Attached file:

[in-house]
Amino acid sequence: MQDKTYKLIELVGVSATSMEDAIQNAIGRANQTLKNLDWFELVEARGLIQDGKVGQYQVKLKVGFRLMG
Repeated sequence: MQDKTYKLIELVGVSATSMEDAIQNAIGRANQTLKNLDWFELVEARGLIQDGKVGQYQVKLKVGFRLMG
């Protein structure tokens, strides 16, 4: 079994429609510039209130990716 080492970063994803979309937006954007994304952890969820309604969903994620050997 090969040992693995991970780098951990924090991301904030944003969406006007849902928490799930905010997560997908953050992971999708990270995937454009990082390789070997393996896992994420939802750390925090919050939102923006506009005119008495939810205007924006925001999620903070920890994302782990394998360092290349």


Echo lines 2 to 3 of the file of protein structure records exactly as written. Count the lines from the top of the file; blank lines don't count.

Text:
Amino acid sequence: MQDKTYKLIELVGVSATSMEDAIQNAIGRANQTLKNLDWFELVEARGLIQDGKVGQYQVKLKVGFRLMG
Repeated sequence: MQDKTYKLIELVGVSATSMEDAIQNAIGRANQTLKNLDWFELVEARGLIQDGKVGQYQVKLKVGFRLMG